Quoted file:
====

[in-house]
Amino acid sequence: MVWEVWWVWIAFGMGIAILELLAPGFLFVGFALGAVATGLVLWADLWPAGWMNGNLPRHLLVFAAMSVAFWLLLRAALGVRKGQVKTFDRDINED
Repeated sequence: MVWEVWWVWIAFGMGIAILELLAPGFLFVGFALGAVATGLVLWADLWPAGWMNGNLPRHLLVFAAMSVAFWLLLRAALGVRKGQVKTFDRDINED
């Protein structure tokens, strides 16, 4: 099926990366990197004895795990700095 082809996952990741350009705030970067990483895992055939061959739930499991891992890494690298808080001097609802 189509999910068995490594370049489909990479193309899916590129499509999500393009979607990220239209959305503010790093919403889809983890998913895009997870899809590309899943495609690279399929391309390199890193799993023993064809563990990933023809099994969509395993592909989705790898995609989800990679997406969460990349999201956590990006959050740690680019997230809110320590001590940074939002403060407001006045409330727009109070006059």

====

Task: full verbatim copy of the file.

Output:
[in-house]
Amino acid sequence: MVWEVWWVWIAFGMGIAILELLAPGFLFVGFALGAVATGLVLWADLWPAGWMNGNLPRHLLVFAAMSVAFWLLLRAALGVRKGQVKTFDRDINED
Repeated sequence: MVWEVWWVWIAFGMGIAILELLAPGFLFVGFALGAVATGLVLWADLWPAGWMNGNLPRHLLVFAAMSVAFWLLLRAALGVRKGQVKTFDRDINED
């Protein structure tokens, strides 16, 4: 099926990366990197004895795990700095 082809996952990741350009705030970067990483895992055939061959739930499991891992890494690298808080001097609802 189509999910068995490594370049489909990479193309899916590129499509999500393009979607990220239209959305503010790093919403889809983890998913895009997870899809590309899943495609690279399929391309390199890193799993023993064809563990990933023809099994969509395993592909989705790898995609989800990679997406969460990349999201956590990006959050740690680019997230809110320590001590940074939002403060407001006045409330727009109070006059």